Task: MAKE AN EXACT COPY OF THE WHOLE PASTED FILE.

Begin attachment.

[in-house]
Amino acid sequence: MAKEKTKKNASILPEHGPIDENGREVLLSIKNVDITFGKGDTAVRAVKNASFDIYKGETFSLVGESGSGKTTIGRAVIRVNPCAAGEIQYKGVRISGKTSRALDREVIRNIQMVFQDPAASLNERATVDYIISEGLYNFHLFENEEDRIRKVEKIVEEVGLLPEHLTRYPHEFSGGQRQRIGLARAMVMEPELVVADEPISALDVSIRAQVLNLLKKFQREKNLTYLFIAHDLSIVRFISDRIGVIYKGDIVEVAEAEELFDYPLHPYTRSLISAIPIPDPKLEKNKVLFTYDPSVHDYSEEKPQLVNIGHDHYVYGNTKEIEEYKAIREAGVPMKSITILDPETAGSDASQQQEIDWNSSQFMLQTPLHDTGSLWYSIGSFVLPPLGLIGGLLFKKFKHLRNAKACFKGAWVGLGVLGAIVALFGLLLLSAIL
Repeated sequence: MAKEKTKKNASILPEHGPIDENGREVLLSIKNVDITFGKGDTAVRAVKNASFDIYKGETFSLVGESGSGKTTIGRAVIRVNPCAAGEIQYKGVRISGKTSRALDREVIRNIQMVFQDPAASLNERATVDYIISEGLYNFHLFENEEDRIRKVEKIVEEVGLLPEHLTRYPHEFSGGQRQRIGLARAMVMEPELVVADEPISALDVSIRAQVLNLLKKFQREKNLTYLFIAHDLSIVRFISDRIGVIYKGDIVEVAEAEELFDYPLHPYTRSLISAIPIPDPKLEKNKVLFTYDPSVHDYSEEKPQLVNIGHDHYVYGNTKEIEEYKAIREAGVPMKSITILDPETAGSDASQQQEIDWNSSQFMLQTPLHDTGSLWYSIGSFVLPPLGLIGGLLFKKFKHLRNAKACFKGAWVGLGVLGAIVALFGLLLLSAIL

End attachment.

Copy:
[in-house]
Amino acid sequence: MAKEKTKKNASILPEHGPIDENGREVLLSIKNVDITFGKGDTAVRAVKNASFDIYKGETFSLVGESGSGKTTIGRAVIRVNPCAAGEIQYKGVRISGKTSRALDREVIRNIQMVFQDPAASLNERATVDYIISEGLYNFHLFENEEDRIRKVEKIVEEVGLLPEHLTRYPHEFSGGQRQRIGLARAMVMEPELVVADEPISALDVSIRAQVLNLLKKFQREKNLTYLFIAHDLSIVRFISDRIGVIYKGDIVEVAEAEELFDYPLHPYTRSLISAIPIPDPKLEKNKVLFTYDPSVHDYSEEKPQLVNIGHDHYVYGNTKEIEEYKAIREAGVPMKSITILDPETAGSDASQQQEIDWNSSQFMLQTPLHDTGSLWYSIGSFVLPPLGLIGGLLFKKFKHLRNAKACFKGAWVGLGVLGAIVALFGLLLLSAIL
Repeated sequence: MAKEKTKKNASILPEHGPIDENGREVLLSIKNVDITFGKGDTAVRAVKNASFDIYKGETFSLVGESGSGKTTIGRAVIRVNPCAAGEIQYKGVRISGKTSRALDREVIRNIQMVFQDPAASLNERATVDYIISEGLYNFHLFENEEDRIRKVEKIVEEVGLLPEHLTRYPHEFSGGQRQRIGLARAMVMEPELVVADEPISALDVSIRAQVLNLLKKFQREKNLTYLFIAHDLSIVRFISDRIGVIYKGDIVEVAEAEELFDYPLHPYTRSLISAIPIPDPKLEKNKVLFTYDPSVHDYSEEKPQLVNIGHDHYVYGNTKEIEEYKAIREAGVPMKSITILDPETAGSDASQQQEIDWNSSQFMLQTPLHDTGSLWYSIGSFVLPPLGLIGGLLFKKFKHLRNAKACFKGAWVGLGVLGAIVALFGLLLLSAIL